Antarctica is Earth's southernmost continent, underlying the South Pole. It is situated in the Antarctica region of the southern hemisphere, almost entirely south of the Antarctic Circle, and is surrounded by the Southern Ocean.
About 98% of Antarctica is covered by ice, which averages at least 1.6 kilometres (1.0*mi) in thickness. Antarctica is the coldest, driest, and windiest continent, and has the highest average elevation of all the continents.
Antarctica is considered a desert, with annual precipitation of only 200*mm (8 inches) along the coast and far less inland.
There are no permanent human residents but anywhere from 1,000 to 5,000 people reside throughout the year at the research stations scattered across the continent. Only cold-adapted plants and animals survive there, including penguins, seals, mosses, lichen, and many types of algae.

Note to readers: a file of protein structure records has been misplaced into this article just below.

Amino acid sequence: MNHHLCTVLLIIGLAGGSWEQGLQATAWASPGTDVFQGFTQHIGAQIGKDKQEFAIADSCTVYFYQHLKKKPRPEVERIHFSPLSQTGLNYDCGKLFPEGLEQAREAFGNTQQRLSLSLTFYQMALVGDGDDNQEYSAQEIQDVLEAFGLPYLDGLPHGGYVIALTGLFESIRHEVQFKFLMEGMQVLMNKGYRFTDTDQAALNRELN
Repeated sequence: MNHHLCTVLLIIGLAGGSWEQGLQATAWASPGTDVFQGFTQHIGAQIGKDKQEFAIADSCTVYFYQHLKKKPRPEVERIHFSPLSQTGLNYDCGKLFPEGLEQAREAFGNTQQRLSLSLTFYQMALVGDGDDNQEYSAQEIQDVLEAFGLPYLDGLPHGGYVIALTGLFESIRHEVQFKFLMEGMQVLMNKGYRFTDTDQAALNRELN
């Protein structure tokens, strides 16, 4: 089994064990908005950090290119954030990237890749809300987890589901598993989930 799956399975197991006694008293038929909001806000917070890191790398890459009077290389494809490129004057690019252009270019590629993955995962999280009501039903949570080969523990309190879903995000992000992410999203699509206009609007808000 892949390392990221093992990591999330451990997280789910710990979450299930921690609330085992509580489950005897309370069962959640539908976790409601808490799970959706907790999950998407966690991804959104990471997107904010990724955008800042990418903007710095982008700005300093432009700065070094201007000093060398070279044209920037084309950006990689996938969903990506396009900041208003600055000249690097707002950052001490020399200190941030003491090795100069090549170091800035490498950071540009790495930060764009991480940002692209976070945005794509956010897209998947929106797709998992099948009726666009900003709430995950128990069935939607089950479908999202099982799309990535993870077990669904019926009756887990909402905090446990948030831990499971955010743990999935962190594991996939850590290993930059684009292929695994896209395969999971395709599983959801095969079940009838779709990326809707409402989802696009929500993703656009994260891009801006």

a minimum of between −80 °C and −90 °C (−112 °F and −130 °F) in the interior in winter
a maximum of between 5 °C and 15 °C (41 °F and 59 °F) near the coast in summer.
Sunburn is often a health issue as the snow surface reflects almost all of the ultraviolet light falling on it. The aurora australis, commonly known as the southern lights, is a glow observed in the night sky near the South Pole created by the plasma-full solar winds that pass by the Earth. Another unique spectacle is diamond dust, a ground-level cloud composed of tiny ice crystals.